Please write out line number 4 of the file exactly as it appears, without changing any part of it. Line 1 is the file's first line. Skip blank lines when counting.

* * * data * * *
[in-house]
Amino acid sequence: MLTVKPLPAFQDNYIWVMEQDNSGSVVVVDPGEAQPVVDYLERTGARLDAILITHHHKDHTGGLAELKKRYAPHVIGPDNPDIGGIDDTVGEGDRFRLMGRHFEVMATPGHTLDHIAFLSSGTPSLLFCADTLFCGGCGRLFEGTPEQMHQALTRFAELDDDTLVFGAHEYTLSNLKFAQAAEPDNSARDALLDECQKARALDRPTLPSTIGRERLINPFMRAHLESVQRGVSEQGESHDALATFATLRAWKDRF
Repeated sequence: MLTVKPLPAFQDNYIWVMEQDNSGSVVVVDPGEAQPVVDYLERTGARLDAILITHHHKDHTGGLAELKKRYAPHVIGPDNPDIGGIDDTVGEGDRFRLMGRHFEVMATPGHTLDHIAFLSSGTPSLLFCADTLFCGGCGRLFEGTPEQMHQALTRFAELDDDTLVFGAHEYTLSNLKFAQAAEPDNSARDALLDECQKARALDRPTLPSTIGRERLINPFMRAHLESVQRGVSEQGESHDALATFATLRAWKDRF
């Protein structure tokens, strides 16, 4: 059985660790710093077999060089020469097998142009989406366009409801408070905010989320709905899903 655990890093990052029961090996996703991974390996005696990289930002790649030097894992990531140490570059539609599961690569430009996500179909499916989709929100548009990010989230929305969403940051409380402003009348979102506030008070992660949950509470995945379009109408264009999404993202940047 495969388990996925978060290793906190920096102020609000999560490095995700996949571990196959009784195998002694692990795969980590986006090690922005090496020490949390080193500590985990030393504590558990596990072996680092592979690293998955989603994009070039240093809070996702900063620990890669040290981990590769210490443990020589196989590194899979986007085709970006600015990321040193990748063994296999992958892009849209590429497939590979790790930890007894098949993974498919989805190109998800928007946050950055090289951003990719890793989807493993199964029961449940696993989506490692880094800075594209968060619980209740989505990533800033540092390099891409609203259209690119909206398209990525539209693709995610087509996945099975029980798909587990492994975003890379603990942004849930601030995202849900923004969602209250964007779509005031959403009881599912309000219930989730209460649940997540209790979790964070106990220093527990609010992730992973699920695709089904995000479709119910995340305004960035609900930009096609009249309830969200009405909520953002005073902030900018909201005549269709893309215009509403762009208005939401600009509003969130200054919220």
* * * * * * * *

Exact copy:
């Protein structure tokens, strides 16, 4: 059985660790710093077999060089020469097998142009989406366009409801408070905010989320709905899903 655990890093990052029961090996996703991974390996005696990289930002790649030097894992990531140490570059539609599961690569430009996500179909499916989709929100548009990010989230929305969403940051409380402003009348979102506030008070992660949950509470995945379009109408264009999404993202940047 495969388990996925978060290793906190920096102020609000999560490095995700996949571990196959009784195998002694692990795969980590986006090690922005090496020490949390080193500590985990030393504590558990596990072996680092592979690293998955989603994009070039240093809070996702900063620990890669040290981990590769210490443990020589196989590194899979986007085709970006600015990321040193990748063994296999992958892009849209590429497939590979790790930890007894098949993974498919989805190109998800928007946050950055090289951003990719890793989807493993199964029961449940696993989506490692880094800075594209968060619980209740989505990533800033540092390099891409609203259209690119909206398209990525539209693709995610087509996945099975029980798909587990492994975003890379603990942004849930601030995202849900923004969602209250964007779509005031959403009881599912309000219930989730209460649940997540209790979790964070106990220093527990609010992730992973699920695709089904995000479709119910995340305004960035609900930009096609009249309830969200009405909520953002005073902030900018909201005549269709893309215009509403762009208005939401600009509003969130200054919220």